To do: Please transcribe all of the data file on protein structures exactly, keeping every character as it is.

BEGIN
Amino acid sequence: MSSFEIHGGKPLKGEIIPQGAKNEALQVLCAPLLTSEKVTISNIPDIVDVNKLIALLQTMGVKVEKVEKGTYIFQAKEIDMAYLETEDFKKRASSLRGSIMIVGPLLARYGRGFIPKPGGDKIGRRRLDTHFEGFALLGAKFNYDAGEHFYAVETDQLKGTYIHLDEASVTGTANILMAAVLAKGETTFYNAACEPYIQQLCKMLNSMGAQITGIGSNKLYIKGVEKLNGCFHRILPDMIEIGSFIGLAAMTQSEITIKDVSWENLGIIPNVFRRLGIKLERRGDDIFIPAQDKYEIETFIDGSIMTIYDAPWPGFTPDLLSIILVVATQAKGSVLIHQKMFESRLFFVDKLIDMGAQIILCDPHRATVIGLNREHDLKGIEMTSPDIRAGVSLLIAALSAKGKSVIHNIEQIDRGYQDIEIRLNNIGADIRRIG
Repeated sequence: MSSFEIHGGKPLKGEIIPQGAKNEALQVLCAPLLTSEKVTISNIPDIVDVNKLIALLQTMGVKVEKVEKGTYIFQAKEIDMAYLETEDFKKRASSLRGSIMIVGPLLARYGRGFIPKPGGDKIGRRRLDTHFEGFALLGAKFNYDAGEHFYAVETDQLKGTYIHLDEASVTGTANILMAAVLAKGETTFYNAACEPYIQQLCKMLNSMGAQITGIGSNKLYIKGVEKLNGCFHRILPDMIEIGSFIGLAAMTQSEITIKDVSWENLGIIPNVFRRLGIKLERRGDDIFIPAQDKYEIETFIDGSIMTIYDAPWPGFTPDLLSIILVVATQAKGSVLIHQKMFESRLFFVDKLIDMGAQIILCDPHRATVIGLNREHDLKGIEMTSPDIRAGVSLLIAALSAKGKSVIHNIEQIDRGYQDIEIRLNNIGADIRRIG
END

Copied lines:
Amino acid sequence: MSSFEIHGGKPLKGEIIPQGAKNEALQVLCAPLLTSEKVTISNIPDIVDVNKLIALLQTMGVKVEKVEKGTYIFQAKEIDMAYLETEDFKKRASSLRGSIMIVGPLLARYGRGFIPKPGGDKIGRRRLDTHFEGFALLGAKFNYDAGEHFYAVETDQLKGTYIHLDEASVTGTANILMAAVLAKGETTFYNAACEPYIQQLCKMLNSMGAQITGIGSNKLYIKGVEKLNGCFHRILPDMIEIGSFIGLAAMTQSEITIKDVSWENLGIIPNVFRRLGIKLERRGDDIFIPAQDKYEIETFIDGSIMTIYDAPWPGFTPDLLSIILVVATQAKGSVLIHQKMFESRLFFVDKLIDMGAQIILCDPHRATVIGLNREHDLKGIEMTSPDIRAGVSLLIAALSAKGKSVIHNIEQIDRGYQDIEIRLNNIGADIRRIG
Repeated sequence: MSSFEIHGGKPLKGEIIPQGAKNEALQVLCAPLLTSEKVTISNIPDIVDVNKLIALLQTMGVKVEKVEKGTYIFQAKEIDMAYLETEDFKKRASSLRGSIMIVGPLLARYGRGFIPKPGGDKIGRRRLDTHFEGFALLGAKFNYDAGEHFYAVETDQLKGTYIHLDEASVTGTANILMAAVLAKGETTFYNAACEPYIQQLCKMLNSMGAQITGIGSNKLYIKGVEKLNGCFHRILPDMIEIGSFIGLAAMTQSEITIKDVSWENLGIIPNVFRRLGIKLERRGDDIFIPAQDKYEIETFIDGSIMTIYDAPWPGFTPDLLSIILVVATQAKGSVLIHQKMFESRLFFVDKLIDMGAQIILCDPHRATVIGLNREHDLKGIEMTSPDIRAGVSLLIAALSAKGKSVIHNIEQIDRGYQDIEIRLNNIGADIRRIG